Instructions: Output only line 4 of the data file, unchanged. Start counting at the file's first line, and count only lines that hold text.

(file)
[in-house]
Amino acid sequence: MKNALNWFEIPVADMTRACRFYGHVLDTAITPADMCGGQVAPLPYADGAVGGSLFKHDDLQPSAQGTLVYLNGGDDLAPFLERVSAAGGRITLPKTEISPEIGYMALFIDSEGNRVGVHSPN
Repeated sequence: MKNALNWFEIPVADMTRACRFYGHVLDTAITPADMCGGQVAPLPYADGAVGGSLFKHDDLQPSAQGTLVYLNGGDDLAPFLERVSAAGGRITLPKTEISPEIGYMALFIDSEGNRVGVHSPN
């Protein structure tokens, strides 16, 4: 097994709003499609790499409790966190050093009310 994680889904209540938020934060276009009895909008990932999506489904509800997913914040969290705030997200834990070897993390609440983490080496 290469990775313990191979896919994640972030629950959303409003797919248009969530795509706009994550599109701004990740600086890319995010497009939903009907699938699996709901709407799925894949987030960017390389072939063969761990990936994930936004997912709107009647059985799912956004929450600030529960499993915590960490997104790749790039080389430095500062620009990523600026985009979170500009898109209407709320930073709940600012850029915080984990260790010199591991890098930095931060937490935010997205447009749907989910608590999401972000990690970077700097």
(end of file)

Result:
């Protein structure tokens, strides 16, 4: 097994709003499609790499409790966190050093009310 994680889904209540938020934060276009009895909008990932999506489904509800997913914040969290705030997200834990070897993390609440983490080496 290469990775313990191979896919994640972030629950959303409003797919248009969530795509706009994550599109701004990740600086890319995010497009939903009907699938699996709901709407799925894949987030960017390389072939063969761990990936994930936004997912709107009647059985799912956004929450600030529960499993915590960490997104790749790039080389430095500062620009990523600026985009979170500009898109209407709320930073709940600012850029915080984990260790010199591991890098930095931060937490935010997205447009749907989910608590999401972000990690970077700097």